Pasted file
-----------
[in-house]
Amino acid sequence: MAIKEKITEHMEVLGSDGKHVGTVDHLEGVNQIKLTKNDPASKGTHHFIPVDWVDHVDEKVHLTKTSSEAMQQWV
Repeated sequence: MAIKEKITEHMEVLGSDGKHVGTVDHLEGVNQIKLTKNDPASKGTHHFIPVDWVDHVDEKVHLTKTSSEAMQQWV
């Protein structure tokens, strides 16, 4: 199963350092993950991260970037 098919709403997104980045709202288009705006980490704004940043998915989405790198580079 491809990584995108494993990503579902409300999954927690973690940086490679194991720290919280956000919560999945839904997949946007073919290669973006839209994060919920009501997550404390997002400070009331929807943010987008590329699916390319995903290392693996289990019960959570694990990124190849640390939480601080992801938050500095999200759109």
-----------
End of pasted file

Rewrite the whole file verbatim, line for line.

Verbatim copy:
[in-house]
Amino acid sequence: MAIKEKITEHMEVLGSDGKHVGTVDHLEGVNQIKLTKNDPASKGTHHFIPVDWVDHVDEKVHLTKTSSEAMQQWV
Repeated sequence: MAIKEKITEHMEVLGSDGKHVGTVDHLEGVNQIKLTKNDPASKGTHHFIPVDWVDHVDEKVHLTKTSSEAMQQWV
């Protein structure tokens, strides 16, 4: 199963350092993950991260970037 098919709403997104980045709202288009705006980490704004940043998915989405790198580079 491809990584995108494993990503579902409300999954927690973690940086490679194991720290919280956000919560999945839904997949946007073919290669973006839209994060919920009501997550404390997002400070009331929807943010987008590329699916390319995903290392693996289990019960959570694990990124190849640390939480601080992801938050500095999200759109």